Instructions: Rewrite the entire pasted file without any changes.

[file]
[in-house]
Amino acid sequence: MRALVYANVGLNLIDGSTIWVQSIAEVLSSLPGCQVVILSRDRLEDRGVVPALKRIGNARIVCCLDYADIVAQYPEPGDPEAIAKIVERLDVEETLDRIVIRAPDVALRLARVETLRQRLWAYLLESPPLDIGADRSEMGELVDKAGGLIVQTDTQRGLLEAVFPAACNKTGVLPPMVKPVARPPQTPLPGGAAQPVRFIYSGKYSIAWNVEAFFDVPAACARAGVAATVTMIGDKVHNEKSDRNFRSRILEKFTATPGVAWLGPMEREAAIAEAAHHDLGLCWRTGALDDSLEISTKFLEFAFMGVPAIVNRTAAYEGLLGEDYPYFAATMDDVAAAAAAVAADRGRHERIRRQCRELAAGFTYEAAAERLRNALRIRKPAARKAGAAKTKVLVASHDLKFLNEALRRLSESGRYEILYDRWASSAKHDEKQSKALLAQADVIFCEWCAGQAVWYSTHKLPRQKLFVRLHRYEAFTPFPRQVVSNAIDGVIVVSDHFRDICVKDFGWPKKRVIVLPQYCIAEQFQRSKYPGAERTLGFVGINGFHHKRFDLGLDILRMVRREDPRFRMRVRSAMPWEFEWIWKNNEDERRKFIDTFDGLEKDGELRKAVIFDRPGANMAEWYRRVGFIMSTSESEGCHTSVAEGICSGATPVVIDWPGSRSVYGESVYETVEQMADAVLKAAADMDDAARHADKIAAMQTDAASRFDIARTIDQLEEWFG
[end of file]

[in-house]
Amino acid sequence: MRALVYANVGLNLIDGSTIWVQSIAEVLSSLPGCQVVILSRDRLEDRGVVPALKRIGNARIVCCLDYADIVAQYPEPGDPEAIAKIVERLDVEETLDRIVIRAPDVALRLARVETLRQRLWAYLLESPPLDIGADRSEMGELVDKAGGLIVQTDTQRGLLEAVFPAACNKTGVLPPMVKPVARPPQTPLPGGAAQPVRFIYSGKYSIAWNVEAFFDVPAACARAGVAATVTMIGDKVHNEKSDRNFRSRILEKFTATPGVAWLGPMEREAAIAEAAHHDLGLCWRTGALDDSLEISTKFLEFAFMGVPAIVNRTAAYEGLLGEDYPYFAATMDDVAAAAAAVAADRGRHERIRRQCRELAAGFTYEAAAERLRNALRIRKPAARKAGAAKTKVLVASHDLKFLNEALRRLSESGRYEILYDRWASSAKHDEKQSKALLAQADVIFCEWCAGQAVWYSTHKLPRQKLFVRLHRYEAFTPFPRQVVSNAIDGVIVVSDHFRDICVKDFGWPKKRVIVLPQYCIAEQFQRSKYPGAERTLGFVGINGFHHKRFDLGLDILRMVRREDPRFRMRVRSAMPWEFEWIWKNNEDERRKFIDTFDGLEKDGELRKAVIFDRPGANMAEWYRRVGFIMSTSESEGCHTSVAEGICSGATPVVIDWPGSRSVYGESVYETVEQMADAVLKAAADMDDAARHADKIAAMQTDAASRFDIARTIDQLEEWFG